Mar 1, 2012
2,182
1961 Rhodes Meridian 25 Texas coast
Now about the unlit gas platforms in the gulf. That will keep you awake.
Ive found that all of those have howlers. I've crossed the gulf a good many times at night (once single hand) and the howlers are weird to hear
 
Apr 5, 2009
1,622
Catalina '88 C30 tr/bs Oak Harbor, WA
I understand your experience. When entering Oak Harbor on Whidbey Island WA one evening there were several confusing lights to align so as to miss the shoals. Red, Green, RED RED, RED/YELLOW/GREEN, WHITE. took me a couple of minutes and some serious Binocular time to distinguish the various lights.
Red = starboard shoals marker.
Green = port channel marker
RED RED. = Christmas lights on a home
RED/YELLOW/GREEN = Traffic light at intersection
WHITE = porch light on the home near the bay.

Thank God it was a clear night.
Yep, that is what it is like every night entrance. After I while your mind settles on the right lights and filters out the other.
 
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Apr 5, 2009
1,622
Catalina '88 C30 tr/bs Oak Harbor, WA
Night Sailing - Racing about Whidbey Island…

At times it seems if we could harness Hayden’s snores we could power ahead of the fleet.
Racing in the dark is so much fun.
Sue will not let me sleep below deck any more on the RWR because everytime I go below the wind dies to nothging. Maybe there is some hanested power there after all.
 
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PaulK

.
Dec 1, 2009
817
Sabre 402 Southport, CT
Night train across the gulf of Maine in 2018.
View attachment 196131
We had a night train across the Gulf of Maine, leaving Harpswel at noon on a Saturday, headed home via the Cape Cod Canal. Easterly breeze came up off Portland, and increased as it got dark. We put in a reef for the night and rolled up the jib. We were surfing down 4-5 foot waves at 10-11 knots with a full moon rising when the dolphins showed up. They hung around long enough to have their spray glisten in the moonlight, and were gone. The wind built to about 25 knots and stayed there as the waves built. We had been worried about getting to the canal in time to catch the tide, but we ended up arriving early, blasting into the entrance at 10.5 knots. Wind stayed with us all the way to Southport CT, where we arrived Monday morning. Too busy to take pictures.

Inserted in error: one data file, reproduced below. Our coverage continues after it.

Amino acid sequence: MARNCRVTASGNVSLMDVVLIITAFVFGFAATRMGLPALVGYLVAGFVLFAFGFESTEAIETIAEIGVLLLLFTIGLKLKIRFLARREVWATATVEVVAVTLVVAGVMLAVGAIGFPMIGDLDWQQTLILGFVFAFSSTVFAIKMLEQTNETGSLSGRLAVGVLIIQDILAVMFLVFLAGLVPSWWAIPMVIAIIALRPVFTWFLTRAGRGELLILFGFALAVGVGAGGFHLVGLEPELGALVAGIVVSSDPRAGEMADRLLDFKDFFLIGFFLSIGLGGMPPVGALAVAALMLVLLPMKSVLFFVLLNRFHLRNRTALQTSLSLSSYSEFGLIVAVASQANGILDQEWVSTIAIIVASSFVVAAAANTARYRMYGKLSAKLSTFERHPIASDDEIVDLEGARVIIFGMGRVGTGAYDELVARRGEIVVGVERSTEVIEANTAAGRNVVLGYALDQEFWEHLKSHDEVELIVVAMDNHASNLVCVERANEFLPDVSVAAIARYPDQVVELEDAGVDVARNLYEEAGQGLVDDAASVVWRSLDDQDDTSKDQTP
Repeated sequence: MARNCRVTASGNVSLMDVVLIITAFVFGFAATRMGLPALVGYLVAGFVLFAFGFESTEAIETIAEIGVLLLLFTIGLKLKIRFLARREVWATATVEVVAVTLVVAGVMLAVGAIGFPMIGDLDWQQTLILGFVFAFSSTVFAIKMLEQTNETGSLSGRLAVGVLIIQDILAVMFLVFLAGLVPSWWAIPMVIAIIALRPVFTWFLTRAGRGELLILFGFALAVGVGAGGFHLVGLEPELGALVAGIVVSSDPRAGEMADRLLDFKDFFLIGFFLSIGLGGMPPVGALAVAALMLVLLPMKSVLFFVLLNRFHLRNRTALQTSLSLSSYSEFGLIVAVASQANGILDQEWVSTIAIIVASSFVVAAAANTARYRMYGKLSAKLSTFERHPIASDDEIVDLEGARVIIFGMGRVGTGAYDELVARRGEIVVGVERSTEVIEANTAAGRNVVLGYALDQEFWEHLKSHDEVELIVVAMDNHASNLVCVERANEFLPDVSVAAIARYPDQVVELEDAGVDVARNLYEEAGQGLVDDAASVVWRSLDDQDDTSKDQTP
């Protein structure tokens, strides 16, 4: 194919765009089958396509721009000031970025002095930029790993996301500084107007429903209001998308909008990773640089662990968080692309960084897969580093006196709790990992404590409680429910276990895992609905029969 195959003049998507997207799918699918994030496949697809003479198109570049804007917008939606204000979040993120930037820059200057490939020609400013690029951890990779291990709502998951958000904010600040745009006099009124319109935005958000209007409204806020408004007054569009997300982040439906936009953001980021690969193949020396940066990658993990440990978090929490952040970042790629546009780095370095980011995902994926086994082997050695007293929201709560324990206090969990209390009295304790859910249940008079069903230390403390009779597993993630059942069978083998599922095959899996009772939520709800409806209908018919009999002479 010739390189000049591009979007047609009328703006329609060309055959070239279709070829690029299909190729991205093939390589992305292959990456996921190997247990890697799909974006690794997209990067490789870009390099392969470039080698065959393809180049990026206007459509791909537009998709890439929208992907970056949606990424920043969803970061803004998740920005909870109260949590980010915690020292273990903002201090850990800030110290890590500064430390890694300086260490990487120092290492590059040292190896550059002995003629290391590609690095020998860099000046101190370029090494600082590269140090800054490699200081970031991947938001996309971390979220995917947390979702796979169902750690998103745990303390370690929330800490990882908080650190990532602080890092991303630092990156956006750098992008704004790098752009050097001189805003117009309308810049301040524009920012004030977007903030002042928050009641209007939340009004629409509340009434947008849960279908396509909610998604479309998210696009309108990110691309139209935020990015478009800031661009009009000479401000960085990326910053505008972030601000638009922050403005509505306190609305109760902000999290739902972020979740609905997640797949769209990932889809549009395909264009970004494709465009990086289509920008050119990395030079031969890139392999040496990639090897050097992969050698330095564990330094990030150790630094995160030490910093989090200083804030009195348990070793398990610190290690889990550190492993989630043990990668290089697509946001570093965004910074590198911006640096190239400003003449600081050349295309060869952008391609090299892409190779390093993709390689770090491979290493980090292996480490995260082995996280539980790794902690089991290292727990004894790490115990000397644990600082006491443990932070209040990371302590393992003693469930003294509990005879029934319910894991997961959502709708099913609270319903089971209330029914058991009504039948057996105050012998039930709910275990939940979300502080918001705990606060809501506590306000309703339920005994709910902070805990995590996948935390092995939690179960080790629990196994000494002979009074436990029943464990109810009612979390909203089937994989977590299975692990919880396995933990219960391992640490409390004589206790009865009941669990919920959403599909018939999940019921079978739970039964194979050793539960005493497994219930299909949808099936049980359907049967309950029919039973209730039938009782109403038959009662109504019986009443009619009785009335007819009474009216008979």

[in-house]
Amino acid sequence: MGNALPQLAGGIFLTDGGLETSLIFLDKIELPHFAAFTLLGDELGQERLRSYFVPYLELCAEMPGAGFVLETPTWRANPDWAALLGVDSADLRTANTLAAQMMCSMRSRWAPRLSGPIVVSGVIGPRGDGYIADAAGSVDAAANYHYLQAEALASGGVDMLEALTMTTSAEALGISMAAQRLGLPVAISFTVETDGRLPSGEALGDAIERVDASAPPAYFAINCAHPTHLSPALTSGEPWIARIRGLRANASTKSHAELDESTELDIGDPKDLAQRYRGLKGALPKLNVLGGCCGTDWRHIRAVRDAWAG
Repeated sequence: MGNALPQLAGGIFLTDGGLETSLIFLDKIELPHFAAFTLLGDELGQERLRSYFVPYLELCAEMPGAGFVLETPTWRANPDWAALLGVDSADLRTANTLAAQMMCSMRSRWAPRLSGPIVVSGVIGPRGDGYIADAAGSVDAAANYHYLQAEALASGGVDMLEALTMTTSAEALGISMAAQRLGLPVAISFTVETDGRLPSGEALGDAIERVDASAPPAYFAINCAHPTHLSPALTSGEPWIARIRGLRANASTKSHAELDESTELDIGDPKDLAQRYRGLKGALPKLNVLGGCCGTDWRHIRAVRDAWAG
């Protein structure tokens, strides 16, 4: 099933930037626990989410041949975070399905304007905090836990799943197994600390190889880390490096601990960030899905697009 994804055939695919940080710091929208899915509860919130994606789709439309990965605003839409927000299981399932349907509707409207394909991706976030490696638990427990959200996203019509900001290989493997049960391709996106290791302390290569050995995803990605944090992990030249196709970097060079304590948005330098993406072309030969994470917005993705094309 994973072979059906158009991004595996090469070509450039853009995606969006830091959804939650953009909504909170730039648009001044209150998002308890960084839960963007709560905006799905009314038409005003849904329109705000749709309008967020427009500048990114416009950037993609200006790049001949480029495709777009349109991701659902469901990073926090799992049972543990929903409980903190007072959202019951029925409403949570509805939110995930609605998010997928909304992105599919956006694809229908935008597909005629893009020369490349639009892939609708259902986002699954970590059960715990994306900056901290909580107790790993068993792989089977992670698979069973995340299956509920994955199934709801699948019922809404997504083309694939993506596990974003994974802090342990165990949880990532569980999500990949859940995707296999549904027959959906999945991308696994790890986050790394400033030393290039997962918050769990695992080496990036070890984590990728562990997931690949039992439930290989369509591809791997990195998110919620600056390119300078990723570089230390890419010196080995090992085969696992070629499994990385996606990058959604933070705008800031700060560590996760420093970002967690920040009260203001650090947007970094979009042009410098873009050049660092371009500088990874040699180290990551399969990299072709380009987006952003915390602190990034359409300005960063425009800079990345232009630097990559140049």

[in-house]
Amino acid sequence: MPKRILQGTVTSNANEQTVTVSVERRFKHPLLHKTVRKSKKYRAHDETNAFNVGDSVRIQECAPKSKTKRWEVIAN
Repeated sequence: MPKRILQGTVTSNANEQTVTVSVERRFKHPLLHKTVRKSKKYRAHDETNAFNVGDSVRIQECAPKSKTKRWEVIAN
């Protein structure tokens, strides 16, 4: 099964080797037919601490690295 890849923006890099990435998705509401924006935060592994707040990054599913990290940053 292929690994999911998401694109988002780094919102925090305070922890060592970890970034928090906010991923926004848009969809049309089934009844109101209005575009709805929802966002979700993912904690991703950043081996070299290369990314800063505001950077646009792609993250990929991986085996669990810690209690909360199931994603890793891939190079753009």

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HMT2

.
Mar 20, 2014
883
Hunter 31 828 Shoreacres, TX
Now about the unlit gas platforms in the gulf. That will keep you awake.
Ive found that all of those have howlers. I've crossed the gulf a good many times at night (once single hand) and the howlers are weird to hear
Charlie, my experience, I’ve only run down the coast to Port Aransas and back...several times is that there are some that are unlit and some that are unlit but are a part of a number of platforms with maybe one larger one with lights. I may have heard one, but am not sure exactly what a howler is.
 
Oct 19, 2017
6,952
O'Day 19 Littleton, NH
I am afraid of night sailing, but it is definitely my favorite time to sail. The last watch of the night is my favorite watch when it goes from black sky sprinkled with stars to slowly bringing up the deep blues to the chrome blues with just a tinge of gold on the horizon and watching that last star fade out.

The most exciting things happen at night, torpedoed in the middle of the Atlantic (the speed and phosphor trail racing straight for us looked like a submarine was using us for target practice when it was just an Atlantic dolphin using us for wake surfing), submerged completely by a rogue wave (the entire 56 foot schooner was below the water, just three masts and my head and shoulders visible above the water for a second or two. The lightning was what lit it up enough to see that from my position at the helm in the center cockpit), boarded by a curious coast guard 82.

I was in third grade and we were taking a break from the fishing season to make the trip to the Bahamas with a bunch of friends on board my father's head boat. Very rough at night and everyone was sick except my father, one guest whom my father didn't trust at the helm, and me. I was a horrible helmsman at nine-years-old. The truth is, I'm still a horrible helmsman. However, since the Old Man needed to attend to something, he needed relief at the helm and his choice was me. To improve my helm skills, he gave me a star to steer for instead of the compass. I was suddenly right on. The snakey wake I usually leave behind became straight and true. It felt good.

-Will
 
Oct 22, 2014
16,146
CAL 35 Cruiser moored EVERETT WA
I was suddenly right on. The snakey wake I usually leave behind became straight and true. It felt good.
:plus:
Thrust on responsibility, a sudden revelation and a positive outcome. A wonderful moment in a lifetime. :biggrin:
 

WayneH

.
Jan 22, 2008
868
Tartan 37 Pensacola Shipyard, FL
Charlie, my experience, I’ve only run down the coast to Port Aransas and back...several times is that there are some that are unlit and some that are unlit but are a part of a number of platforms with maybe one larger one with lights. I may have heard one, but am not sure exactly what a howler is.
Mike,

You have probably heard one. I know there is a howler platform east of San Leon in Galveston Bay. IIRC, it is closer to April Fool Point. I could hear it while running up the Houston Ship Channel heading to Kemah. It was lit up with yellow flashing lights but visibility was dropping and we lost sight of it a long time before we quit hearing it.
 
Oct 29, 2005
2,188
Hunter Marine 326 303 Singapore
I've no problem sailing at night. What I find useful is the integration of my Vesper AIS data to Navionic chart on my mounted mobile phone display (specifically for navigation use) at helm station.

Ken Y